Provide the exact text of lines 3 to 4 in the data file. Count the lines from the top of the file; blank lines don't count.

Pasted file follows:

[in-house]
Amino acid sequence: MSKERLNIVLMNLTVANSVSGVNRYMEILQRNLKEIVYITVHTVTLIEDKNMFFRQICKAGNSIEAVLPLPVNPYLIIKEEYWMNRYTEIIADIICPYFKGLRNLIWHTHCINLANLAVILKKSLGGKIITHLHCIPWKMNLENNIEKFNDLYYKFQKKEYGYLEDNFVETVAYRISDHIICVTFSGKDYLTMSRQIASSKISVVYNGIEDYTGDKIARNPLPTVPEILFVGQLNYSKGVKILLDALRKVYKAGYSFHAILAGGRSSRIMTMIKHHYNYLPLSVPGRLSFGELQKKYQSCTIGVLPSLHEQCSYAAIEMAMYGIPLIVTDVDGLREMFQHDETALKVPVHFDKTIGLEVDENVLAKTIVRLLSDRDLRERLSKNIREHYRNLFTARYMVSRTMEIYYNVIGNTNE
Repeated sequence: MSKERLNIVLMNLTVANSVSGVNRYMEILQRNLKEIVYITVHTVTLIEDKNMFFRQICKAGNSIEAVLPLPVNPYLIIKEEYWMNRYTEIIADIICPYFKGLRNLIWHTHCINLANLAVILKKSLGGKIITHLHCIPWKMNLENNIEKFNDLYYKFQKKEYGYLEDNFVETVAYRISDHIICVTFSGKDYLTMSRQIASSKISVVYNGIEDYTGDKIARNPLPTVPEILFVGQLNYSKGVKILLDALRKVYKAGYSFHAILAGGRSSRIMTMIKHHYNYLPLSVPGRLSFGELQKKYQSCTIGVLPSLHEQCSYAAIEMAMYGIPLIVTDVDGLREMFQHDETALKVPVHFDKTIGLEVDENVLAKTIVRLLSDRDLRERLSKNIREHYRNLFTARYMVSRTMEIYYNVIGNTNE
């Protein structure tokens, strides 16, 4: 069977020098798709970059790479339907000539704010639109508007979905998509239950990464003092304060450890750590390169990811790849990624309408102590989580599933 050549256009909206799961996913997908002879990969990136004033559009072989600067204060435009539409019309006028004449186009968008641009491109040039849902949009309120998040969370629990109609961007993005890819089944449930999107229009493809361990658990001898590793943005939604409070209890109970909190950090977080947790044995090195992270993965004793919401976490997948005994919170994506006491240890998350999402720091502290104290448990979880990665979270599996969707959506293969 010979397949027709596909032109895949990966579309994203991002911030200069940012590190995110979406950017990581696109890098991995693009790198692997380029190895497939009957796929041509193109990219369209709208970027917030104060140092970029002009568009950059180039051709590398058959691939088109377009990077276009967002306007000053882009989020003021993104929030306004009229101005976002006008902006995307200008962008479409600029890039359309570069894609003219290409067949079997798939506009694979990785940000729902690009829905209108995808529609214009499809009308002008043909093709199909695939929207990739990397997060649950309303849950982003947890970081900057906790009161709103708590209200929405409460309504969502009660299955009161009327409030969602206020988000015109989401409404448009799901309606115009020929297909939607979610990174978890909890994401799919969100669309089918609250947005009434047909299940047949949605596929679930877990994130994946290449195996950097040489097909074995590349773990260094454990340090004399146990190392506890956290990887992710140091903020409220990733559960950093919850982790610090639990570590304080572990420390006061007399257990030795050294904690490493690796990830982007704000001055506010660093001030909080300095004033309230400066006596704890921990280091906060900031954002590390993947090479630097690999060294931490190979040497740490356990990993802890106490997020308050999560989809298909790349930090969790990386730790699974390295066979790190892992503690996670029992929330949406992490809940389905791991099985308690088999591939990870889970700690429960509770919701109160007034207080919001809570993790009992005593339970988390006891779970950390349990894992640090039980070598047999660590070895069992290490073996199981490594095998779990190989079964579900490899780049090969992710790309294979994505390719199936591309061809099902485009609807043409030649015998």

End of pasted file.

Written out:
Repeated sequence: MSKERLNIVLMNLTVANSVSGVNRYMEILQRNLKEIVYITVHTVTLIEDKNMFFRQICKAGNSIEAVLPLPVNPYLIIKEEYWMNRYTEIIADIICPYFKGLRNLIWHTHCINLANLAVILKKSLGGKIITHLHCIPWKMNLENNIEKFNDLYYKFQKKEYGYLEDNFVETVAYRISDHIICVTFSGKDYLTMSRQIASSKISVVYNGIEDYTGDKIARNPLPTVPEILFVGQLNYSKGVKILLDALRKVYKAGYSFHAILAGGRSSRIMTMIKHHYNYLPLSVPGRLSFGELQKKYQSCTIGVLPSLHEQCSYAAIEMAMYGIPLIVTDVDGLREMFQHDETALKVPVHFDKTIGLEVDENVLAKTIVRLLSDRDLRERLSKNIREHYRNLFTARYMVSRTMEIYYNVIGNTNE
């Protein structure tokens, strides 16, 4: 069977020098798709970059790479339907000539704010639109508007979905998509239950990464003092304060450890750590390169990811790849990624309408102590989580599933 050549256009909206799961996913997908002879990969990136004033559009072989600067204060435009539409019309006028004449186009968008641009491109040039849902949009309120998040969370629990109609961007993005890819089944449930999107229009493809361990658990001898590793943005939604409070209890109970909190950090977080947790044995090195992270993965004793919401976490997948005994919170994506006491240890998350999402720091502290104290448990979880990665979270599996969707959506293969 010979397949027709596909032109895949990966579309994203991002911030200069940012590190995110979406950017990581696109890098991995693009790198692997380029190895497939009957796929041509193109990219369209709208970027917030104060140092970029002009568009950059180039051709590398058959691939088109377009990077276009967002306007000053882009989020003021993104929030306004009229101005976002006008902006995307200008962008479409600029890039359309570069894609003219290409067949079997798939506009694979990785940000729902690009829905209108995808529609214009499809009308002008043909093709199909695939929207990739990397997060649950309303849950982003947890970081900057906790009161709103708590209200929405409460309504969502009660299955009161009327409030969602206020988000015109989401409404448009799901309606115009020929297909939607979610990174978890909890994401799919969100669309089918609250947005009434047909299940047949949605596929679930877990994130994946290449195996950097040489097909074995590349773990260094454990340090004399146990190392506890956290990887992710140091903020409220990733559960950093919850982790610090639990570590304080572990420390006061007399257990030795050294904690490493690796990830982007704000001055506010660093001030909080300095004033309230400066006596704890921990280091906060900031954002590390993947090479630097690999060294931490190979040497740490356990990993802890106490997020308050999560989809298909790349930090969790990386730790699974390295066979790190892992503690996670029992929330949406992490809940389905791991099985308690088999591939990870889970700690429960509770919701109160007034207080919001809570993790009992005593339970988390006891779970950390349990894992640090039980070598047999660590070895069992290490073996199981490594095998779990190989079964579900490899780049090969992710790309294979994505390719199936591309061809099902485009609807043409030649015998």